Seen on Archosaur Musings:

Back at the end of last year, buried in the huge mass of posts based on my superb trip to the Carnegie in Pittsburgh, I covered this lovely little display about the creation of palaeoart, based on an animal named Fedexia. The artist responsible, Mark Klingler, was kind enough, not only to supply me with the means to get hold of his DIY Quetzalcoatlus, but also provided me with some of his files on his reconstruction to show the process rather more clearly. My thanks to him for these.

Key to the above collection:

A 1–3. Fossil skull: Dorsal View, Diagram, Lateral view

B. Reconstructed skeleton as it may have looked

C 1–11. Reconstruction process to create the look of Fedexia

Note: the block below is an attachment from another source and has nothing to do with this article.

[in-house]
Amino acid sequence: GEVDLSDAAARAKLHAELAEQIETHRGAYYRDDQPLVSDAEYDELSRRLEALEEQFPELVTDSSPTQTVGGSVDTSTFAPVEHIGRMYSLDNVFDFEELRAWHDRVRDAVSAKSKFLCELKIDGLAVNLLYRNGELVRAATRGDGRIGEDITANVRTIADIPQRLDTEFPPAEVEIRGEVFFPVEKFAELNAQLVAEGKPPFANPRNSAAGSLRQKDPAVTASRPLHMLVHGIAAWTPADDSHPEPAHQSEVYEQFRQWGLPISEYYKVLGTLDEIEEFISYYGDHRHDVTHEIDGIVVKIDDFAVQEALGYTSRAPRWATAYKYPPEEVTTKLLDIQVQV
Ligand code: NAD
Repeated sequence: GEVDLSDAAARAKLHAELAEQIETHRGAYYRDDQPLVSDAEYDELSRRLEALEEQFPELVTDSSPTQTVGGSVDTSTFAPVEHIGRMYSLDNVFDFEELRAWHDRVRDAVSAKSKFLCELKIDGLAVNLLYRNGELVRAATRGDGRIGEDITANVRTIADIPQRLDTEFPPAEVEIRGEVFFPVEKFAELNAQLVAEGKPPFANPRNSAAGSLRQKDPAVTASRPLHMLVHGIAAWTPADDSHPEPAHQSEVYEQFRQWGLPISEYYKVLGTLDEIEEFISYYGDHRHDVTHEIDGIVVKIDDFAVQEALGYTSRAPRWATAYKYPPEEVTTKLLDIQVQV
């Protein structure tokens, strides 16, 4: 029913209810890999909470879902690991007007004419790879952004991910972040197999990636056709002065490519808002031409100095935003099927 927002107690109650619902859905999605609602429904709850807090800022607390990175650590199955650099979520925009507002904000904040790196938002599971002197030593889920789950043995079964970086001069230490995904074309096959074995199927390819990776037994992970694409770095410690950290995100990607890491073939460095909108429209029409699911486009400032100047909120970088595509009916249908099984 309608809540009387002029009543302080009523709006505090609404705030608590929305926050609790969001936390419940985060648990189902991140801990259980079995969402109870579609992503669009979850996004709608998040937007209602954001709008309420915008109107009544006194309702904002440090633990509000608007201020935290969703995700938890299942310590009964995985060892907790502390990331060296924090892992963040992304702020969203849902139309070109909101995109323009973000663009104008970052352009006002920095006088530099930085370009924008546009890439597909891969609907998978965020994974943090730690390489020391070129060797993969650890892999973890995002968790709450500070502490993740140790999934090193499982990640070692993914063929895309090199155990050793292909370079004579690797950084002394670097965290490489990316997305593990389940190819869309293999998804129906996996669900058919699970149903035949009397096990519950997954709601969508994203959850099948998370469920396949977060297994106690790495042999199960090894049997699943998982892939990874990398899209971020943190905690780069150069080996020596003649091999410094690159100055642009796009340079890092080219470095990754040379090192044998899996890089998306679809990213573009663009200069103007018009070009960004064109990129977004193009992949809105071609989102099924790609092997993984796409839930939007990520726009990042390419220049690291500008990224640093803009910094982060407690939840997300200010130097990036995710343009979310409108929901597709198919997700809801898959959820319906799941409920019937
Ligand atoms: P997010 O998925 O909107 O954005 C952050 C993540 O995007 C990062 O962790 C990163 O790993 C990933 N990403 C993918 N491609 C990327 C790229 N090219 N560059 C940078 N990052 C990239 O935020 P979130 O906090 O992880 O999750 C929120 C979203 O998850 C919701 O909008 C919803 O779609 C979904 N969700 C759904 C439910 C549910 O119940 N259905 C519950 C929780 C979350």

C1. original pencil drawing with #2 mechanical pencil on Bristol board

C2. color overlay with color pencil on vellum

C3. scanned in pencil, contrasted in Photoshop

C4. overlay C3 over C2 in Photoshop

C5. scanned in pattern outline, original in pen & ink on vellum, and filled pattern dots in Photoshop

C6. knocked out areas outside pattern dots

C7. addition of purple form midtones

C8. addition of sky blue highlights on bumps of skin

C9. shadow overlay added to Fedexia

C10. highlight overlay added to Fedexia, later lightened in transparency

C11. final Fedexia striegeli reconstruction

D 1–6. Reconstructed environment for Fedexia; 2H pencil, mechanical pencil on vellum

D1. Thumbnail sketch layout

D2. Place Fedexia in for size

D3. Final pencil Pennsylvanian time period, some 300 m.y.a., plants include:

• Calamites carinatus (after Hirmer 1927)

• Psaronius (tree ferns from Stidd 1971)

• Fallen lepidodendron trunks

• Walchia (conifer, after Moret)

• Asterophillites equisetiformis

D4. Color overlay, color pencil on vellum

D5. Assembled pencil background contrasted in Photoshop with Fedexia reconstruction

D6. Assembled colored background with Fedexia reconstruction